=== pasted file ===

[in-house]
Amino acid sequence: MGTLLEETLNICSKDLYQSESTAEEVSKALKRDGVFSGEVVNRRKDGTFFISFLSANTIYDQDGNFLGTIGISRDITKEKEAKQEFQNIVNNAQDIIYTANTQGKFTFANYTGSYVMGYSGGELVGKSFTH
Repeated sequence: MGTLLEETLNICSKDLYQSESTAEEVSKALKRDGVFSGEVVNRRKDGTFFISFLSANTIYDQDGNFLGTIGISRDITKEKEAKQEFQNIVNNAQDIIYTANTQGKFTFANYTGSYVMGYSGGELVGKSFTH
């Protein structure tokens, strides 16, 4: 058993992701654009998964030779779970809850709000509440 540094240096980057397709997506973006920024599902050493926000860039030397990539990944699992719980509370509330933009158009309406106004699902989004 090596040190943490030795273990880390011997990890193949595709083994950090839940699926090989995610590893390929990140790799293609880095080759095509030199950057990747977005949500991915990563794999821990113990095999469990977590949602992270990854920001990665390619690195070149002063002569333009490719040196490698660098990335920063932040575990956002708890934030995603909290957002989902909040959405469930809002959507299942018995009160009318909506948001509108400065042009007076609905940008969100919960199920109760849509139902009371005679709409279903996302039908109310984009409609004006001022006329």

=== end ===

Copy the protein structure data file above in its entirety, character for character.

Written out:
[in-house]
Amino acid sequence: MGTLLEETLNICSKDLYQSESTAEEVSKALKRDGVFSGEVVNRRKDGTFFISFLSANTIYDQDGNFLGTIGISRDITKEKEAKQEFQNIVNNAQDIIYTANTQGKFTFANYTGSYVMGYSGGELVGKSFTH
Repeated sequence: MGTLLEETLNICSKDLYQSESTAEEVSKALKRDGVFSGEVVNRRKDGTFFISFLSANTIYDQDGNFLGTIGISRDITKEKEAKQEFQNIVNNAQDIIYTANTQGKFTFANYTGSYVMGYSGGELVGKSFTH
């Protein structure tokens, strides 16, 4: 058993992701654009998964030779779970809850709000509440 540094240096980057397709997506973006920024599902050493926000860039030397990539990944699992719980509370509330933009158009309406106004699902989004 090596040190943490030795273990880390011997990890193949595709083994950090839940699926090989995610590893390929990140790799293609880095080759095509030199950057990747977005949500991915990563794999821990113990095999469990977590949602992270990854920001990665390619690195070149002063002569333009490719040196490698660098990335920063932040575990956002708890934030995603909290957002989902909040959405469930809002959507299942018995009160009318909506948001509108400065042009007076609905940008969100919960199920109760849509139902009371005679709409279903996302039908109310984009409609004006001022006329």